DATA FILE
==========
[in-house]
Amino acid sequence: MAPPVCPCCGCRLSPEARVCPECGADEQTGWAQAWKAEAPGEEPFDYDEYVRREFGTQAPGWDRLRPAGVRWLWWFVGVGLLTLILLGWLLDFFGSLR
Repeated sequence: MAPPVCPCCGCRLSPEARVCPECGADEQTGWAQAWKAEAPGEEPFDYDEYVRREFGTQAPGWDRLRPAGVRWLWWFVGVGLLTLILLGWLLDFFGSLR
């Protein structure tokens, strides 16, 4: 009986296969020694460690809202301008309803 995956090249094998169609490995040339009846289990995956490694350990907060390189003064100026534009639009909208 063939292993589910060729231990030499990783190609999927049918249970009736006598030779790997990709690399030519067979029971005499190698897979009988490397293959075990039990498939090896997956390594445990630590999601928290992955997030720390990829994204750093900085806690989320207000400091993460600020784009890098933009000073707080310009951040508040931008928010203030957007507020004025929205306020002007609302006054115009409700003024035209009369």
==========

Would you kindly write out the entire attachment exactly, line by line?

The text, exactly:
[in-house]
Amino acid sequence: MAPPVCPCCGCRLSPEARVCPECGADEQTGWAQAWKAEAPGEEPFDYDEYVRREFGTQAPGWDRLRPAGVRWLWWFVGVGLLTLILLGWLLDFFGSLR
Repeated sequence: MAPPVCPCCGCRLSPEARVCPECGADEQTGWAQAWKAEAPGEEPFDYDEYVRREFGTQAPGWDRLRPAGVRWLWWFVGVGLLTLILLGWLLDFFGSLR
């Protein structure tokens, strides 16, 4: 009986296969020694460690809202301008309803 995956090249094998169609490995040339009846289990995956490694350990907060390189003064100026534009639009909208 063939292993589910060729231990030499990783190609999927049918249970009736006598030779790997990709690399030519067979029971005499190698897979009988490397293959075990039990498939090896997956390594445990630590999601928290992955997030720390990829994204750093900085806690989320207000400091993460600020784009890098933009000073707080310009951040508040931008928010203030957007507020004025929205306020002007609302006054115009409700003024035209009369």